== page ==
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‘Topographies of Truth’ 

When: Wednesdays, 10 a.m.-6 p.m., Thursdays, 10 a.m.-9 p.m., Fridays, 10 a.m.-6 p.m., Saturdays, 10 a.m.-5 p.m. and Sundays, 12-5 p.m. Continues through May 17
Price: $10-$20
www.mcnayart.org/exhibitions/current/2020-cam-perennial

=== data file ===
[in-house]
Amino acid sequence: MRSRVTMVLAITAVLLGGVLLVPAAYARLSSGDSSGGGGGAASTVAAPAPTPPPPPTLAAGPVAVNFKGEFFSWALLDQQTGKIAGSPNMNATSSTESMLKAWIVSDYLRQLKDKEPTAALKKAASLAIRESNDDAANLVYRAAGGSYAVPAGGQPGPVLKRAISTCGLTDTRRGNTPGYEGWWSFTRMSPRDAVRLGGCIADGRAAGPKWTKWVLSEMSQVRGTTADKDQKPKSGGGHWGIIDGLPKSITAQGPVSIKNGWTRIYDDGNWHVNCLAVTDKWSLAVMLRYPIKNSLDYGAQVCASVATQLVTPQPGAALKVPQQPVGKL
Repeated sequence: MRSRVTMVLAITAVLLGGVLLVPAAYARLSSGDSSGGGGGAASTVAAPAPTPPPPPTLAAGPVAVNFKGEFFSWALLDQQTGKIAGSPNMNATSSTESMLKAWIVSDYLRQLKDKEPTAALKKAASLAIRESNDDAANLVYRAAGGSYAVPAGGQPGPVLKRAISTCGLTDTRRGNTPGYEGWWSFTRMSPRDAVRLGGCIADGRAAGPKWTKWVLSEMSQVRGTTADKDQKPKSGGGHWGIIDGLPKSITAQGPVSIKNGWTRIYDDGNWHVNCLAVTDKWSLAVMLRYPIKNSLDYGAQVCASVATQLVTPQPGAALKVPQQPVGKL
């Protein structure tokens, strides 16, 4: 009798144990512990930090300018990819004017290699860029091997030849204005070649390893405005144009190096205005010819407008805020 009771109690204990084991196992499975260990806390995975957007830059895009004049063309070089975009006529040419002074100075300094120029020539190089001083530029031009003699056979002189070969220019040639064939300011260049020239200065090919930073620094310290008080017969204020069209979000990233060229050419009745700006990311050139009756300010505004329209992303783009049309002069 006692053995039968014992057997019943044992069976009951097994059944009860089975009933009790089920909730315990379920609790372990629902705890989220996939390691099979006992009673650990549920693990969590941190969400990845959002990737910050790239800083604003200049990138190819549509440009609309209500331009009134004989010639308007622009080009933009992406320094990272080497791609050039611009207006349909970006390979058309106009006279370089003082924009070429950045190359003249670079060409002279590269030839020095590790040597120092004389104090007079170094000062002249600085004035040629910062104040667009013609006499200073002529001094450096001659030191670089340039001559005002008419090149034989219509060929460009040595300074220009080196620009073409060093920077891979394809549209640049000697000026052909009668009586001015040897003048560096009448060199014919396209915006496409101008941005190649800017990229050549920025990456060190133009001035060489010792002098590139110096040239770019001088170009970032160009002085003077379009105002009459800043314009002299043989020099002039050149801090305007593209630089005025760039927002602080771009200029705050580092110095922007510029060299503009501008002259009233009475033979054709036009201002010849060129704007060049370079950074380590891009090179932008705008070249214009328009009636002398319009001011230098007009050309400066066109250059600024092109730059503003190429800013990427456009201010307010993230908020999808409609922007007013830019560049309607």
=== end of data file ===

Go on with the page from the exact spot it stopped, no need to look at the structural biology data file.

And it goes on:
CANCELED. While the official Contemporary Art Month Kick-Off Party doesn’t go down until March 6 at Blue Star Contemporary — where CAM was born back in 1986 — the 34-year-old San Antonio tradition is already in full swing at the McNay in the form of the CAM Perennial. Built around a formula that invites a guest curator from outside San Antonio to select Bexar County-based artists from an open call, the Perennial offers a portrait of our local art scene from a fresh perspective. Having previously handed over complete creative control to curators from Dallas, New Orleans, Houston, Miami, Mexico City and the Canary Islands, the Perennial this year landed in the hands of Lee Hallman, an associate curator at the Modern Art Museum of Fort Worth. From the 2020 open call, Hallman shortlisted 16 applicants for studio visits and ultimately narrowed her roster down to nine artists — Jimmy James Canales, Anthony Francis, Nicholas Frank, Raul Gonzalez, Mari Hernandez, Megan Harrison, Buster Graybill, Jasmyne Graybill and Amada Miller. Titled “Topographies of Truth,” the exhibition is intriguingly couple-heavy: Buster and Jasmyne Graybill, Amada Miller and Nicholas Frank, and Jimmy James Canales and Megan Harrison are all respectively partnered. During a media preview, Hallman said she chose each artist based solely on the strength of their work and that the connections between them were coincidental. Although peppered with works art scenesters may recognize from previous exhibitions, “Topographies of Truth” cleverly brings together disparate and complementary elements to evidence “truths about the political, cultural, and environmental topics of our time.” As viewers enter the McNay’s Frost Galleries, they’re greeted with pensive, large-scale portraits by photographic artist and educator Anthony Francis; Raul Gonzalez’s poppy yet personal paintings documenting slice-of-life scenes that celebrate fatherhood and the artist’s colorful “werking” life; and an untitled series of layered black-and-white photographic self-portraits that shed light on Mari Hernandez’s process of transforming her appearance with makeup, prosthetics, wigs and costumes. Things get significantly more organic in the middle gallery, where Megan Harrison’s surreal interpretations of the natural world share the walls with a naturally dyed fiber collage Amada Miller created during a residency in Trinidad and Tobago — don’t miss the video of it being paraded through the streets of Port of Spain. Also on hand are an assortment of well-worn tools Jasmyne Graybill enhanced with intricate polymer clay configurations inspired by molds, lichens and fungi. Thanks to lighting and strategically arranged white surfaces, shadows come into play in the back gallery, where Nicholas Frank presents a slightly dangerous-looking “room divider” rendered in shards of broken glass and Jimmy James Canales reprises two key elements from his 2017 solo show “Para Chrome” — a dangling, armor-like sculpture made from metal tubing, rear-view mirrors and low-rider bicycle parts, and a short film of the artist wearing the contraption while combing his hair to the tune of Roberta Flack’s classic “The First Time Ever I Saw Your Face.” Although teased in a video trailer housed in the middle gallery, arguably the biggest wow factor of “Topographies of Truth” isn’t inside the McNay but parked on the lawn in front of the museum. An ongoing project that nods to everything from Marcel Duchamp’s iconic porcelain urinal Fountain to doomsday anxiety and DIY survivalism, Buster Graybill’s fully functional R. MUTT: Renegade Modernist Utility Travel Trailer is a bizarre sight to behold that comes complete with a mobile kitchen, outdoor shower, first aid kit, tools aplenty, fine art books, a flotation device, “emergency whiskey” and even an escape hatch. (Included in general admission, free from 4-9 p.m. on Thursdays and the first Sunday of the month)

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